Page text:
After my last rant, I remembered an email a reader had sent me previously about rejection. He basically asked how I handled rejection.
Learning to handle rejection can be a hard lesson in life. I struggled with it a lot as a young man. Not to say I’m immune to it now, because I’m not. Rejection is part of life. There are still times when it stings. You cannot get thru this world w/o facing rejection in some form or fashion. It is how you handle the rejection that defines your character and growth as a man (or woman).
The hardest and often longest struggle is overcoming your own insecurities. This is often a lifetime goal that will probably never go away. It may get better but it’s always there. We all have insecurities. Yes, read it again. We all have insecurities. And we are often hardest on ourselves. I can’t give you any specific answer here. You first have to be objective enough to recognize said insecurities first. Then, and only then can you begin to work on them. But to realize everyone has them goes a long way to help you feel less alone about it.
What you should avoid is going down a path of ‘what’s wrong with me?‘ should you be rejected. Rejection doesn’t mean there is anything wrong with you, it just means there isn’t a match. No one is everyone’s type and vice-versa. In regards to sex or romantic interest, attraction is a two-way street and if it isn’t both ways then rejection is bound to happen. Of course, it stings, especially when it is someone you are really attracted to. But that in no way diminishes who and what you are. I can speak from experience. I used to internalize it something awful. I’d get down on myself assuming I wasn’t handsome enough, hung enough, buff enough, masculine enough, the list goes on and on. The reality often had nothing with what I was projecting.
Case and point, I used to have the hots for this tall older buff guy when I was living in Colorado. In my eyes, he had it all. He was handsome, hung, articulate, and buff. I’d follow him around like a puppy when I saw him at certain “haunts.” He was never rude or mean to me but he made it plain that he wasn’t interested. I was so dejected. To say I beat myself up over it would be an understatement. At it’s worst, my mood would get so bad when I ran into him I’d often leave.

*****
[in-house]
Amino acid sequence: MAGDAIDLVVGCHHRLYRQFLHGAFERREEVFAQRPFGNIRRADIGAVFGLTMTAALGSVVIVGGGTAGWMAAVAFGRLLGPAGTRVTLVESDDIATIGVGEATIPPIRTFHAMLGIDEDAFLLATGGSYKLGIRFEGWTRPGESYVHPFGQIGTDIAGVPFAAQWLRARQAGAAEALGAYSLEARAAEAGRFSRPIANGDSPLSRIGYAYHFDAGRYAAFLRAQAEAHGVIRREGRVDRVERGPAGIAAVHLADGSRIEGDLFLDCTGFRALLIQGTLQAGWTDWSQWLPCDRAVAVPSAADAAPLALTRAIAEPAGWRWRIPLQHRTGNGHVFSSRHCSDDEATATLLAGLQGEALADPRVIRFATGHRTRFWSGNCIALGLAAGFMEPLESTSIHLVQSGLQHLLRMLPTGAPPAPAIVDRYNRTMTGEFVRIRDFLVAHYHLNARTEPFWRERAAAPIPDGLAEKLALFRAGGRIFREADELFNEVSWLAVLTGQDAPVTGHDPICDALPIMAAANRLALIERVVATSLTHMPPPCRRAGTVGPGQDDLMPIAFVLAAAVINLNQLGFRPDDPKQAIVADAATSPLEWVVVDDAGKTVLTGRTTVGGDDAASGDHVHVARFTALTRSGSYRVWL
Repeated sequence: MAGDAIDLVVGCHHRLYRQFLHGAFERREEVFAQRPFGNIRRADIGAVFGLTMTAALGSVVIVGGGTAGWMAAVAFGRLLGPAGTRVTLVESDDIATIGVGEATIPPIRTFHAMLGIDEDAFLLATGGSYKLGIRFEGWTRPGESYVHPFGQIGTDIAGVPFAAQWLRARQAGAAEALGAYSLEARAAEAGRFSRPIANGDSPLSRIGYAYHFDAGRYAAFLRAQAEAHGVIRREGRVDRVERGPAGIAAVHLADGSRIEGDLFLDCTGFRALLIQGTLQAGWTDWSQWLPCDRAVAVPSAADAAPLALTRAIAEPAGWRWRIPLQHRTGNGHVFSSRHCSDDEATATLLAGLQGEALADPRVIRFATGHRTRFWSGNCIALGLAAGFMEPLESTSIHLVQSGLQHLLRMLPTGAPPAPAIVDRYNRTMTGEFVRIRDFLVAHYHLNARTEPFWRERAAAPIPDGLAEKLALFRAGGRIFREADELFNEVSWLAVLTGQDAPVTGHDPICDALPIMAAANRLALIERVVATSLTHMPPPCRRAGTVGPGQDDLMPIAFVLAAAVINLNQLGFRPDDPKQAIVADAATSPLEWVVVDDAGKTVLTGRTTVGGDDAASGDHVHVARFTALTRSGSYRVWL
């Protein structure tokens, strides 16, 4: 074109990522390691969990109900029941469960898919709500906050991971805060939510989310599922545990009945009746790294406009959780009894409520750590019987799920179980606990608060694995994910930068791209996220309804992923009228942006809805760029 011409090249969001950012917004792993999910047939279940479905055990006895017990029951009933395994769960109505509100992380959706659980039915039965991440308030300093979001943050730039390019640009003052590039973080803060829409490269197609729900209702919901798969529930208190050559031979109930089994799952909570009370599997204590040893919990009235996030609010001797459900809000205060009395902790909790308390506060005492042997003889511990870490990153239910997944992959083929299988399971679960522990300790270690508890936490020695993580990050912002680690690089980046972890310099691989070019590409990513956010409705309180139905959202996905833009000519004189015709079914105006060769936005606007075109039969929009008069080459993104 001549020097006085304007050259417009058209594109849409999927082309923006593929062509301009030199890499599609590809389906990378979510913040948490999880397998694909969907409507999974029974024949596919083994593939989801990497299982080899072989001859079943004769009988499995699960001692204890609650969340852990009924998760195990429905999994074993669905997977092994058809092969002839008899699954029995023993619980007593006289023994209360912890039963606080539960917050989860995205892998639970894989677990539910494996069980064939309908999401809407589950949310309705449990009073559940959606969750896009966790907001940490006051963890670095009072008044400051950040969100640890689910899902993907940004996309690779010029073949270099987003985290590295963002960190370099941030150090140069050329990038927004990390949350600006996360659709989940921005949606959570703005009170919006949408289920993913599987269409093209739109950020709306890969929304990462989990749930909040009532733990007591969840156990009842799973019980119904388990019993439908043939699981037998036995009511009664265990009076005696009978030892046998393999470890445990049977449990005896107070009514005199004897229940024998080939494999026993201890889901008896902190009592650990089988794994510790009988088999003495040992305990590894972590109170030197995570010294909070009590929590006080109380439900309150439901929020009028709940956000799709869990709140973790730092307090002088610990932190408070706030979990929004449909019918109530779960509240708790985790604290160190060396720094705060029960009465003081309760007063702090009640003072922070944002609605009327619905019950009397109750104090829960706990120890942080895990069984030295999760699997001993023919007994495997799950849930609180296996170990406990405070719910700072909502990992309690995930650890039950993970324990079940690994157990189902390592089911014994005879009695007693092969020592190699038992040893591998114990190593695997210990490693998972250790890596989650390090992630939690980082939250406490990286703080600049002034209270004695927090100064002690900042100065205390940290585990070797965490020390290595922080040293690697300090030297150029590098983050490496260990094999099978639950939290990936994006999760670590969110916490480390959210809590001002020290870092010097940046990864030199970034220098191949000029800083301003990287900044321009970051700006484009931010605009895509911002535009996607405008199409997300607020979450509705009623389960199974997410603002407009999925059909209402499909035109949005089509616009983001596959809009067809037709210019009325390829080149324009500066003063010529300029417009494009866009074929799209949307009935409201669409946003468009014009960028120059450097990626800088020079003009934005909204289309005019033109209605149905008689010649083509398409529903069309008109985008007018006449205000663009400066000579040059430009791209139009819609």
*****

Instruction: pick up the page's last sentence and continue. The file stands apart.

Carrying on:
Be it pity or just kindness, he sort of reached out and befriended me. After we became friends I quickly discovered he had a penchant for young, smooth, pretty blond boys. I mean this was pretty much his only attraction range. There was nothing wrong with me, I was simply not his type. As time progressed, I discovered the same insecurities in him that I had. If he got rejected by a point of interest, he would go into a funk no less severe than my own. It was quite an eye-opening experience and was one of the first times I started looking beyond my insecurities to the bigger picture. He also let me know that he did in fact befriend me because I never pushed it too far. He knew I liked him but because I never tried to force myself on him, he appreciated it.
While not every situation will be this cut and dry, that isn’t the point. The point is that you can’t be everyone’s type. And just because someone declines interest doesn’t mean there is anything wrong with you.1 And just because you see someone as being ‘the it’, that doesn’t mean they don’t struggle with the very same issues.
- And frankly any person who would try to indicate it is your fault, isn’t someone you wanna know anyway. [↩]